The Havanese is an old breed of the Bichon family. The earliest
references to the ancestors of the modern Havanese go back
to Plinius (23 to 79 B.C.) in the Mediterranean region, and
the breed may have originated on the island of Malta. Dogs
in both Spain and Italy played an integral part in bringing
the Havanese to the New World. Also known as the Havana Silk
Dog, today's Havanese descended from the dogs that found a
permanent home in Cuba, where they were popular among the
wealthy Cubans. After the Cuban revolution in 1959, many of
these dogs ended up in the United States.
Today the Havanese is a happy, outgoing, sturdy, small dog.
Combining an outgoing temperament with their trainability,
Havanese are excellent candidates for obedience training.
The Havanese is a small sturdy dog of immense charm. He is
slightly longer than tall, and covered with a profuse mantle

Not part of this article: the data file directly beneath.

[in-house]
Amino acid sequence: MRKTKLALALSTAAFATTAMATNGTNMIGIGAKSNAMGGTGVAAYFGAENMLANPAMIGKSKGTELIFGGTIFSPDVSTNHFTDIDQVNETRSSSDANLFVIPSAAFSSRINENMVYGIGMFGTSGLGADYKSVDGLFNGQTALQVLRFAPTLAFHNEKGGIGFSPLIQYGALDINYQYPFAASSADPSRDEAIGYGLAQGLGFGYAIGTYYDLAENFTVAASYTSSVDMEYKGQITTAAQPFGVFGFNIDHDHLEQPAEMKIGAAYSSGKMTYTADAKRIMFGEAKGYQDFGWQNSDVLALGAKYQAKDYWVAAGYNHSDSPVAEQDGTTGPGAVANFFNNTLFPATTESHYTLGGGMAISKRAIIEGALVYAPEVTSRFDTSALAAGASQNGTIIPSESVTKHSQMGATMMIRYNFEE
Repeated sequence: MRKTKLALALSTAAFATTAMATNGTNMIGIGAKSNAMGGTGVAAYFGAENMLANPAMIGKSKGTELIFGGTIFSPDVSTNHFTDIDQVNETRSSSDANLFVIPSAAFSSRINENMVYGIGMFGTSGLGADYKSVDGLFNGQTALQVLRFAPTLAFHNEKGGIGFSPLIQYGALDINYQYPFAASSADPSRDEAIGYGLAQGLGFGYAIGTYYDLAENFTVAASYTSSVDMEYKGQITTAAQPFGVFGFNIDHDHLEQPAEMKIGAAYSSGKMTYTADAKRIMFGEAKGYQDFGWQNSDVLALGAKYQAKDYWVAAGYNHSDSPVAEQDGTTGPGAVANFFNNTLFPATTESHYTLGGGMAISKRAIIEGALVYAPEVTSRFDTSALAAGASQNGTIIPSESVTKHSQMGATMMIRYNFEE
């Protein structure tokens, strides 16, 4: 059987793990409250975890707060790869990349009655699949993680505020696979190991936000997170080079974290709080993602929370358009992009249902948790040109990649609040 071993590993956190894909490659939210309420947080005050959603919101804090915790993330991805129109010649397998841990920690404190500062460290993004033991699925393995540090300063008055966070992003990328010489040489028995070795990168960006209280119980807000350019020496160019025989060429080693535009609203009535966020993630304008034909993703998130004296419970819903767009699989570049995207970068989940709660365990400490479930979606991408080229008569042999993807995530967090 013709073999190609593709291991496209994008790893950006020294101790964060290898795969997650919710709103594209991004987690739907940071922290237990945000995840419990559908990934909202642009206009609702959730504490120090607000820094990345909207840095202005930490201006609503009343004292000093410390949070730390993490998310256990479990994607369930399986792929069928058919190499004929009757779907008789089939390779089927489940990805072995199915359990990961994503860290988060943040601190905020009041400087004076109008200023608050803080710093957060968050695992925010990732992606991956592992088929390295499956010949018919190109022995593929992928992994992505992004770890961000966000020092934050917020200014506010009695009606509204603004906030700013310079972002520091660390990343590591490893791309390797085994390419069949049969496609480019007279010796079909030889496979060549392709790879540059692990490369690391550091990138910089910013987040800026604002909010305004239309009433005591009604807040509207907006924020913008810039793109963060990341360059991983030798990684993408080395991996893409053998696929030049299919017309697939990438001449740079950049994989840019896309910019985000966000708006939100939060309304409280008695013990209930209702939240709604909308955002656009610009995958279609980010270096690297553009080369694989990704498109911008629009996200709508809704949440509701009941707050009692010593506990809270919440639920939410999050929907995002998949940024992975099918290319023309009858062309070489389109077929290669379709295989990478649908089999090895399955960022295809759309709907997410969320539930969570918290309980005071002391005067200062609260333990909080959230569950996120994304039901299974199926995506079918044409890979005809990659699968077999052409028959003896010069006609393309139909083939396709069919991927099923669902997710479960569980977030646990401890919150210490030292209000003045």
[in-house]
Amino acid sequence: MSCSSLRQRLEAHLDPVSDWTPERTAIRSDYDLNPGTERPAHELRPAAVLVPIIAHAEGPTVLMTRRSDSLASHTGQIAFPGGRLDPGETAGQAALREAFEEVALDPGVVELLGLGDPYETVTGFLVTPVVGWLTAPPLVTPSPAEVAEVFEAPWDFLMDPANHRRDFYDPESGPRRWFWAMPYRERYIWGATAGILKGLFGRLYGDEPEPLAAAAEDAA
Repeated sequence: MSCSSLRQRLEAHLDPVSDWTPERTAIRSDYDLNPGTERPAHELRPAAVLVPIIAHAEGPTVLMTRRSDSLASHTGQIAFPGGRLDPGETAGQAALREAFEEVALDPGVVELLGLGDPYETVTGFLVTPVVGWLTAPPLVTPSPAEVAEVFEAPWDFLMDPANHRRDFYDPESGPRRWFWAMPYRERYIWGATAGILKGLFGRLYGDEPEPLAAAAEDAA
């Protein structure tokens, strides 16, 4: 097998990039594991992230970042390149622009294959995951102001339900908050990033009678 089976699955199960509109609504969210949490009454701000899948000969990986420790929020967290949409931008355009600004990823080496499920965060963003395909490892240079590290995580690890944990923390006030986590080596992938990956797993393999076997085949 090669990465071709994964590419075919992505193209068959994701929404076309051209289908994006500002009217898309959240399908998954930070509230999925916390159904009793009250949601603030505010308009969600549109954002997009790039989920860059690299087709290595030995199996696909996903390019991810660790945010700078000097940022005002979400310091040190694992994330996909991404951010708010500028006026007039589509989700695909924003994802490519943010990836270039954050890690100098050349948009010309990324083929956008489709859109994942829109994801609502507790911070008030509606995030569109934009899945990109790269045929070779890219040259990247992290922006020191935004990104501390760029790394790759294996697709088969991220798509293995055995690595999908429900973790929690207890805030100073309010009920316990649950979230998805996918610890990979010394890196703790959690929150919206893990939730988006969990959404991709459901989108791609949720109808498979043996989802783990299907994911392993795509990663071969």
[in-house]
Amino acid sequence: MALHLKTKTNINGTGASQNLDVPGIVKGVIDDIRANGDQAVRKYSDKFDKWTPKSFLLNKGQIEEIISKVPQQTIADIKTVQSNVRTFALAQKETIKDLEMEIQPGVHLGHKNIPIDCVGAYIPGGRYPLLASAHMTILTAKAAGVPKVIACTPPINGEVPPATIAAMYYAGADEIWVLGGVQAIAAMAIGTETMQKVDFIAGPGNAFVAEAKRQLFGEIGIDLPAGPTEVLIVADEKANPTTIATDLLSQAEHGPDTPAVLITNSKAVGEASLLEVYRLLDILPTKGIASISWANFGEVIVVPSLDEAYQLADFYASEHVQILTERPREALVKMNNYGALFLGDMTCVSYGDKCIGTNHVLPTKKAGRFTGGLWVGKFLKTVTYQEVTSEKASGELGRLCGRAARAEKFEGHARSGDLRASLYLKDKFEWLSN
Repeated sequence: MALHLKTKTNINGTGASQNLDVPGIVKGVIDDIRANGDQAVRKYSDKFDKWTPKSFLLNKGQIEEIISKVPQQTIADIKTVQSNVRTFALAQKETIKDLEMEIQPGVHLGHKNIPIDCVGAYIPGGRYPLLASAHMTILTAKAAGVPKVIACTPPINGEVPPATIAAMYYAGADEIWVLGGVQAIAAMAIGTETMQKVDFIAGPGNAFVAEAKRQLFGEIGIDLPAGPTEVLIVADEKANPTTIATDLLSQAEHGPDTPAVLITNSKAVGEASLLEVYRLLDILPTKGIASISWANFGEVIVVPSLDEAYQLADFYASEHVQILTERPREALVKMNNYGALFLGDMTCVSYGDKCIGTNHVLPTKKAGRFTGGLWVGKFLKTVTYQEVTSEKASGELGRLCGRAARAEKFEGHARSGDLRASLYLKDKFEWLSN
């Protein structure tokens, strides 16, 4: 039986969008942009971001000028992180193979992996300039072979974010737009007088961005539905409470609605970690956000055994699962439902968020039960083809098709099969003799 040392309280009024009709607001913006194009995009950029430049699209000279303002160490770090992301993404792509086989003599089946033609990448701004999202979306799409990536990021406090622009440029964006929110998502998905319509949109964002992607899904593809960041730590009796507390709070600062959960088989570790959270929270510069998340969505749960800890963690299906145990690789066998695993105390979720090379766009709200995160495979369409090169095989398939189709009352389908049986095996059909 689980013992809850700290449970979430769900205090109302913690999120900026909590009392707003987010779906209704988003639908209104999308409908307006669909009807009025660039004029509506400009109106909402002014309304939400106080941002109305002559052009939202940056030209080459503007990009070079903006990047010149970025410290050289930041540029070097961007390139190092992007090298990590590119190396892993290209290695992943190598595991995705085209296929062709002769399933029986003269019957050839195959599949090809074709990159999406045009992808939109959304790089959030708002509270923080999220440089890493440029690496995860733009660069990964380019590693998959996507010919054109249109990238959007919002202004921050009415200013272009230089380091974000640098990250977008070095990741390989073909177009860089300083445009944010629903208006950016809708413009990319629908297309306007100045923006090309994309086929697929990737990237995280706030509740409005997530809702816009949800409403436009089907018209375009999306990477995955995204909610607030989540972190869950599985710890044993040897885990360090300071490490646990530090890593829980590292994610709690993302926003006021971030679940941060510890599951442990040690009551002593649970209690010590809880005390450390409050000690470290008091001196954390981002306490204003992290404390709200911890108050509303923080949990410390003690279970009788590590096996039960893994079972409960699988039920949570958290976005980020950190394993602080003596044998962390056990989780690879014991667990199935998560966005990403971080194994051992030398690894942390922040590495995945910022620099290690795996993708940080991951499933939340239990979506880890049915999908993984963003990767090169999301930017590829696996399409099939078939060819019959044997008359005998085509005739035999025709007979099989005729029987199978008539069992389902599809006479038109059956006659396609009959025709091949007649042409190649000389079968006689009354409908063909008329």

of untrimmed long, silky, wavy hair. His plumed tail is carried
loosely curled over his rump. A native of Cuba, he has evolved
over the centuries from the pampered lap-dog of the aristocracy
into what he is today - the quintessential family pet of a
people living on a small tropical island. His duties traditionally
have been those of companion, watchdog, child’s playmate
and herder of the family poultry flock. His presentation in
the show ring should reflect his function - always in excellent
condition but never so elaborately coifed as to preclude an
impromptu romp in the leaves, as his character is essentially
playful rather than decorative.
While historically always a toy dog and therefore never overly
large or coarse, he does not appear so fragile as to make
him unsuitable as a child’s pet. His unique coat reflects
centuries in the tropics, and protects against heat. It is
remarkably soft and light in texture, profuse without being